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Caves were and continue to be highly charged and sacred places for the Maya of Mexico and northern Central America. Viewed as the homes of gods, spirits, and ancestors as well as living beings themselves, they were the sites of regular ritual activities including the burning and caching of offerings. Caves defined and even at times provided the names for communities. They were often incorporated into the layout of cities, and the ancient elite associated themselves with caves through proximity, as well as representations in iconography and architecture in order to reinforce their political power.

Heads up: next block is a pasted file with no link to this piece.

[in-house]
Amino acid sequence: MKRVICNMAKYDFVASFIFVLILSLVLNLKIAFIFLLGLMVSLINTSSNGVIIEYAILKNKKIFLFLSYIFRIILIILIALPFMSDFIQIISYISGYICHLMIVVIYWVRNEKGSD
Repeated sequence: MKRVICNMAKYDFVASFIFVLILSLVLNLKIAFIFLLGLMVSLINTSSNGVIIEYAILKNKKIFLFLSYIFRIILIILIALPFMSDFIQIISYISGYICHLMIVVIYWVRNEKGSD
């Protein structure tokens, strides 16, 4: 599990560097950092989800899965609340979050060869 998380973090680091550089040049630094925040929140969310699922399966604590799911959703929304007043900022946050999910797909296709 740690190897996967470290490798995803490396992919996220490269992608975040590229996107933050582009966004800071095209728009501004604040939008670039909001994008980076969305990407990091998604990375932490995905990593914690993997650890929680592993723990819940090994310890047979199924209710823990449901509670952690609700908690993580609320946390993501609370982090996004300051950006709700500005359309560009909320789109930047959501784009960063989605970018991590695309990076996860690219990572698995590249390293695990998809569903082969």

Archaeologists, historians, and ethnographers conduct research in caves for a variety of reasons. They are essential places for the study of Maya ritual and religion, but the paraphernalia left behind from ceremonial events can also be used to answer questions related to the economy, changing political systems, land tenure, and responses to drought and other environmental changes. Nevertheless, they continue to be important places for the contemporary inhabitants of the region, and, therefore, it is necessary to collaborate with neighboring groups when planning and conducting speleological research.

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